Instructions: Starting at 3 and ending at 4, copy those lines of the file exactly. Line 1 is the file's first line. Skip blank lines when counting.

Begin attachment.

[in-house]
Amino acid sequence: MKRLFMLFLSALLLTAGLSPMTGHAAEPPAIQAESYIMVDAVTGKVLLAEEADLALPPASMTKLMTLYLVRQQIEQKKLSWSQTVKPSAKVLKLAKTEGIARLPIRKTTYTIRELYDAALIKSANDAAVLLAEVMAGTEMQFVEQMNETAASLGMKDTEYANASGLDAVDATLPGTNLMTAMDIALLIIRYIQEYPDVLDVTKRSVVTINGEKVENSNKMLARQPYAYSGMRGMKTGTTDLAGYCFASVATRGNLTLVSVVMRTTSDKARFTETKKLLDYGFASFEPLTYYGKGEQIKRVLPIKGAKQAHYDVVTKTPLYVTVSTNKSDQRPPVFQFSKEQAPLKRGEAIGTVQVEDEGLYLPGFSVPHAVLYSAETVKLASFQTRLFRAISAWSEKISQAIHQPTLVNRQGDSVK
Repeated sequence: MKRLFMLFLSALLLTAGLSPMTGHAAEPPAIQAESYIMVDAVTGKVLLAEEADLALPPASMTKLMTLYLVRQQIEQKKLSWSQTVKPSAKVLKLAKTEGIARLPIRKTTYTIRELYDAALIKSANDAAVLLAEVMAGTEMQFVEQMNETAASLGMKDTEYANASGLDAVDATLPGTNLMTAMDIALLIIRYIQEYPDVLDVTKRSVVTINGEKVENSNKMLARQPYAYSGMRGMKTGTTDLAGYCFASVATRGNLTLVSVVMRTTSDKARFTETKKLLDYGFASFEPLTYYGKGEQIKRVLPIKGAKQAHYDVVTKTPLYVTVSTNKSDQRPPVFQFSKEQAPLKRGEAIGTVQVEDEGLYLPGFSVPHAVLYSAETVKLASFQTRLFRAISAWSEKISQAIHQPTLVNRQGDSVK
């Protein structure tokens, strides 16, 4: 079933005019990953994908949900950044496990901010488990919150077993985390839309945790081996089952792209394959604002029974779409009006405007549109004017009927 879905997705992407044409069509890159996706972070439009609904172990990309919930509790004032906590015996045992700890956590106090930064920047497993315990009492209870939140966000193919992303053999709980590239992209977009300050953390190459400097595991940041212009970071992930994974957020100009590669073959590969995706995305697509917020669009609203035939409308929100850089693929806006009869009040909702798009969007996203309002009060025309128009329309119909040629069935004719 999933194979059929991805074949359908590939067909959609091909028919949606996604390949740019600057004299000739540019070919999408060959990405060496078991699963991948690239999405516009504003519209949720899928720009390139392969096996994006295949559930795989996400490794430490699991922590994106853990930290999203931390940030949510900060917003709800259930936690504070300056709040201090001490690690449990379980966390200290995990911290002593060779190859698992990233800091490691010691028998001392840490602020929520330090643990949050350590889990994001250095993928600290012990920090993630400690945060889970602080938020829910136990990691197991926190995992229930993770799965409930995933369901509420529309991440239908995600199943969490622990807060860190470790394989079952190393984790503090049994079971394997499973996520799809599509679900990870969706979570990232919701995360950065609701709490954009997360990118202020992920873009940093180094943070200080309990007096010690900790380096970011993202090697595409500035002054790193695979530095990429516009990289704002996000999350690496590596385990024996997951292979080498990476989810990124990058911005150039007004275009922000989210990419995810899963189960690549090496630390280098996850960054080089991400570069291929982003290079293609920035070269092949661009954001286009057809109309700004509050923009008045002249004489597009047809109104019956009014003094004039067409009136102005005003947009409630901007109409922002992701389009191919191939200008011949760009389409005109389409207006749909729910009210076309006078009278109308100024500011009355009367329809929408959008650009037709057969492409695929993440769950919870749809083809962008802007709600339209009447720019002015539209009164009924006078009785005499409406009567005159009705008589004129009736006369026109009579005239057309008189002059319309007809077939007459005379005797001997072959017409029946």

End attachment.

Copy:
Repeated sequence: MKRLFMLFLSALLLTAGLSPMTGHAAEPPAIQAESYIMVDAVTGKVLLAEEADLALPPASMTKLMTLYLVRQQIEQKKLSWSQTVKPSAKVLKLAKTEGIARLPIRKTTYTIRELYDAALIKSANDAAVLLAEVMAGTEMQFVEQMNETAASLGMKDTEYANASGLDAVDATLPGTNLMTAMDIALLIIRYIQEYPDVLDVTKRSVVTINGEKVENSNKMLARQPYAYSGMRGMKTGTTDLAGYCFASVATRGNLTLVSVVMRTTSDKARFTETKKLLDYGFASFEPLTYYGKGEQIKRVLPIKGAKQAHYDVVTKTPLYVTVSTNKSDQRPPVFQFSKEQAPLKRGEAIGTVQVEDEGLYLPGFSVPHAVLYSAETVKLASFQTRLFRAISAWSEKISQAIHQPTLVNRQGDSVK
């Protein structure tokens, strides 16, 4: 079933005019990953994908949900950044496990901010488990919150077993985390839309945790081996089952792209394959604002029974779409009006405007549109004017009927 879905997705992407044409069509890159996706972070439009609904172990990309919930509790004032906590015996045992700890956590106090930064920047497993315990009492209870939140966000193919992303053999709980590239992209977009300050953390190459400097595991940041212009970071992930994974957020100009590669073959590969995706995305697509917020669009609203035939409308929100850089693929806006009869009040909702798009969007996203309002009060025309128009329309119909040629069935004719 999933194979059929991805074949359908590939067909959609091909028919949606996604390949740019600057004299000739540019070919999408060959990405060496078991699963991948690239999405516009504003519209949720899928720009390139392969096996994006295949559930795989996400490794430490699991922590994106853990930290999203931390940030949510900060917003709800259930936690504070300056709040201090001490690690449990379980966390200290995990911290002593060779190859698992990233800091490691010691028998001392840490602020929520330090643990949050350590889990994001250095993928600290012990920090993630400690945060889970602080938020829910136990990691197991926190995992229930993770799965409930995933369901509420529309991440239908995600199943969490622990807060860190470790394989079952190393984790503090049994079971394997499973996520799809599509679900990870969706979570990232919701995360950065609701709490954009997360990118202020992920873009940093180094943070200080309990007096010690900790380096970011993202090697595409500035002054790193695979530095990429516009990289704002996000999350690496590596385990024996997951292979080498990476989810990124990058911005150039007004275009922000989210990419995810899963189960690549090496630390280098996850960054080089991400570069291929982003290079293609920035070269092949661009954001286009057809109309700004509050923009008045002249004489597009047809109104019956009014003094004039067409009136102005005003947009409630901007109409922002992701389009191919191939200008011949760009389409005109389409207006749909729910009210076309006078009278109308100024500011009355009367329809929408959008650009037709057969492409695929993440769950919870749809083809962008802007709600339209009447720019002015539209009164009924006078009785005499409406009567005159009705008589004129009736006369026109009579005239057309008189002059319309007809077939007459005379005797001997072959017409029946």